Another effective filler is wool, which traps air very effectively, while still being more breathable than synthetic fillings. If you’d prefer to avoid animal-based fillings, hollow fiber is a good choice of warm material.
What are tog values?
In some countries, duvets come with a tog value. A tog is a measure of thermal insulation, giving you an idea of how warm you can expect it to be.
As a rule of thumb, aim for these values according to the season:
- Summer: 3.5 – 7.5
- Spring and autumn: 7.5-10.5
- Cold winters: 13.5 – 15
5. Choose warmer blanket materials
If you use a blanket, the warmest materials are wool and cotton fleece. The fibers of these materials are curlier, which creates air pockets that trap your body heat better than flat synthetic fibers.
There are many choices of wool, with sheep and lamb wool being the most common. And if you want the very warmest possible, try a blanket made from Merino, Cashmere, Alpaca, Yak, or Qiviut.
6. Use heated bedding
Although it’s possible to warm your bed using just your body and bedding, for some people it still might not be enough. And if you deplore getting into a cold bed, perhaps it’s time to warm it up before you settle down for the night.
The main choices of heated bedding are heated mattress pads or electric blankets. Mattress pads have the benefit of heating from underneath you, so warm the bed more efficiently.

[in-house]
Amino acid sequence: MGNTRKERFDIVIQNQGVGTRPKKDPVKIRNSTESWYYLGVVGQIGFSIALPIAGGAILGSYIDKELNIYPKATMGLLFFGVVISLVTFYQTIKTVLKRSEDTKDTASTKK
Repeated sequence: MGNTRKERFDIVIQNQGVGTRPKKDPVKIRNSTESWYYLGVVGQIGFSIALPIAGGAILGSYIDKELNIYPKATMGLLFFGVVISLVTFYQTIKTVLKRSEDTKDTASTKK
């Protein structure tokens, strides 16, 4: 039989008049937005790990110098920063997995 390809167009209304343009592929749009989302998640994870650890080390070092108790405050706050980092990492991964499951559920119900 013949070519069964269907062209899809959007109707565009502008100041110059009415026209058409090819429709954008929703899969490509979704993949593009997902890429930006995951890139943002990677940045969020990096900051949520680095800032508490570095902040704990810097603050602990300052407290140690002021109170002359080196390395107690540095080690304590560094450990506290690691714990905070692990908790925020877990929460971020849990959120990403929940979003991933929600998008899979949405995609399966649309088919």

However, electric blankets might suit some people better. They are a good choice if you don’t want wires beneath you, or find you get too hot when the heat is trapped between the bed and your body.
7. Blow some warm air between the sheets
An effective alternative to heated bedding is a climate control system called the BedJet. My partner and I have used one for a couple of years, and are big fans (pun intended!)
It works by warming air over a ceramic stone in a separate unit, and then blowing that warm air between your sheets and over your body.
It’s fast, effective, and has a wide range of temperature settings and features that allow you to warm your bed to the exact temperature you enjoy.
8. Wear warm pajamas
Continuing with the theme of creating insulation for your body heat, try wearing some warm flannel pajamas. They also make getting out of bed in the night a slightly less shivery experience.
9. Cuddle up to a hot water bottle